The DOG ON A LOG Book series helps kids, including kids with dyslexia, learn to read. They are sound out books that start with just a few phonics rules. Each following Step of books adds a few more phonics rules and sight words. This gradual progression helps kids learn to read without feeling so overwhelmed. The word list below will help you decide where in the series your child should start. For added practice, free printable game boards, flashcards, handwriting sheets, and more can be downloaded from dogonalogbooks.com.
The (purple) Let's GO! books have less text for new or less confident readers. The (red) chapter books are longer for more reading practice. Kids enjoy these stories that get more complex and longer as more phonics are added throughout the series.
Books can be purchased individually or as collection volumes. This is a collection volume of five Step 6 Chapter Books.
Additional information on using this series is available in the e-book HOW TO USE DECODABLE BOOKS TO TEACH READING. It can also be read for free at dogonalogbooks.com/free.
DOG ON A LOG Books follow a structured literacy/Orton Gillingham phonics progression.
DOG ON A LOG "What Step Should We Start With?" Word List
Have your child read the following words. If they can't read every word in a Step, that is probably the step they should start with. For some kids, you may want to start at an earlier Step so they can build confidence in their reading ability.
fin, mash, sock, sub, cat, that, Dan's
less, bats, tell, mall, chips, whiff, falls
bangs, dank, honk, pings, chunk, sink, gong, rungs
silk, fluff, smash, krill, drop, slim, whisk
hunch, crate, rake, tote, inch, mote, lime
child, molts, fold, hind, jolt, post, colds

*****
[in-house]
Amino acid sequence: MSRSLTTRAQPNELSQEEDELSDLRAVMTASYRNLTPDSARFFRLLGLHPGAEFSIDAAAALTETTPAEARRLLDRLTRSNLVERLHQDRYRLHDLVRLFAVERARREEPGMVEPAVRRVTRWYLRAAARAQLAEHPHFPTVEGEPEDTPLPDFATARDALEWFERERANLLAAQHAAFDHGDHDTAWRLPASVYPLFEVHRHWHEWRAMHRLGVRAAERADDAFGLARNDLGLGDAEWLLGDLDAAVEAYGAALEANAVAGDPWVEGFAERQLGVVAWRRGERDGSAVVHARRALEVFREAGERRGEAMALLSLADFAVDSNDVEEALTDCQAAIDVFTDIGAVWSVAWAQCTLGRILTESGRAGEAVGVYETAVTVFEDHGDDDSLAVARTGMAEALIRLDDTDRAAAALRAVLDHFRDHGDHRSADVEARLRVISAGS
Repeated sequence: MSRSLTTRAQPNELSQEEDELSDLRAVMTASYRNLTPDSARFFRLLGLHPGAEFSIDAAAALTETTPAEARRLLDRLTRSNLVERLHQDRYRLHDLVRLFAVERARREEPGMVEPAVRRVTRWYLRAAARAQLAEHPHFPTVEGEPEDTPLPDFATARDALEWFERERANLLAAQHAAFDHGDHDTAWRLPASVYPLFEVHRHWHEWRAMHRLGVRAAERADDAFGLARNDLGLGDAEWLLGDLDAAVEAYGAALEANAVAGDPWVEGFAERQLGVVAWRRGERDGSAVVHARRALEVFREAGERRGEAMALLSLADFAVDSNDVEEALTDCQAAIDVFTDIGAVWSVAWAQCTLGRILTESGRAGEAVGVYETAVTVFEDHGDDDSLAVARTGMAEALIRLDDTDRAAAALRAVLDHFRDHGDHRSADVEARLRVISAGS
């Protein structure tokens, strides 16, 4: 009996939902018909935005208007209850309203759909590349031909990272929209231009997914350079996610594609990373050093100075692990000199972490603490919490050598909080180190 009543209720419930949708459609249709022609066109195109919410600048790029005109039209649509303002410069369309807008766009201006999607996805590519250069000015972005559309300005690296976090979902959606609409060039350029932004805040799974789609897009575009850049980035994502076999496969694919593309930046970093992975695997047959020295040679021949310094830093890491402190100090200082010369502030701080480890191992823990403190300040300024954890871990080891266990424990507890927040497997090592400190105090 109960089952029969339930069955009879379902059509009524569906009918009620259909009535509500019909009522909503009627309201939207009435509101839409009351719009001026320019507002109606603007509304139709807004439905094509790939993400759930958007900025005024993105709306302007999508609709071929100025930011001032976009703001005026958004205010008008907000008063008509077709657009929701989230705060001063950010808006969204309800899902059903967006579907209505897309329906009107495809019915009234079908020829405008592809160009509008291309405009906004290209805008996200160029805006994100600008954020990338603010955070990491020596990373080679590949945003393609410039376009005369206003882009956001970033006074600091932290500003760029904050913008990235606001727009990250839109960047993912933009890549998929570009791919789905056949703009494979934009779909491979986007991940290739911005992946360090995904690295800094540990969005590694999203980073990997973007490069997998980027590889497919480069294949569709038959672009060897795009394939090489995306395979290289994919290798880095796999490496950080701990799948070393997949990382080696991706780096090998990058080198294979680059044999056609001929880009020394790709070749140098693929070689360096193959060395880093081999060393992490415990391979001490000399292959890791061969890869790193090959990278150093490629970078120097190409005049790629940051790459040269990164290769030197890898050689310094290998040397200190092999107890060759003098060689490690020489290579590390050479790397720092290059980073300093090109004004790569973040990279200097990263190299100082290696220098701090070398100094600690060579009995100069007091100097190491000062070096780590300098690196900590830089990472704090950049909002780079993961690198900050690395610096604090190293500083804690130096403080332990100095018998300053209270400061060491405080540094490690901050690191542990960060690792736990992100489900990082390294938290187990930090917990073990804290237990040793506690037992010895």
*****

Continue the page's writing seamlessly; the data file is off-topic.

strive, scrape, splint, twists, crunch, prints, blend
finish, denim, within, bathtub, sunset, medic, habit
hundred, goldfinch, free, wheat, inhale, play, Joe
be, remake, spry, repeat, silo, sometime, pinwheel
Many early reader books or leveled books are written so they cannot be sounded out. Kids often struggle and grow frustrated when they can't sound out the words. However, kids who have been taught the phonics in DOG ON A LOG Books can be proud when they are able to sound out and read almost every word.
Paper books have black and white images. The books are optimized for learners with dyslexia. They have cream colored paper and large Verdana font. Research has shown Verdana is one of the most dyslexia-friendly fonts.
More DOG ON A LOG Books:
DOG ON A LOG Pup Books
---Before the Squiggle Code (Pre-Reading Skills)
---The Squiggle Code (Learning Letters and Words)
---Kids' Squiggles (First Stories)
DOG ON A LOG Parent and Teacher Guides
---Teaching a Struggling Reader: One Mom's Experience with Dyslexia
---How to Use Decodable Books to Teach Reading
You can read the complete DOG ON A LOG Phonics Progression (Scope and Sequence) at www (dot) dogonalogbooks.com/about-dog-on-a-log-books/phonics-progression/
Youi can print a copy of the Quick Assessment Tool ("What Step Should We Start With?" Word List) at www (dot) dogonalogbooks.com/how-to-use/assessment-tool/
WATCH FOR MORE STEPS AND BOOKS COMING SOON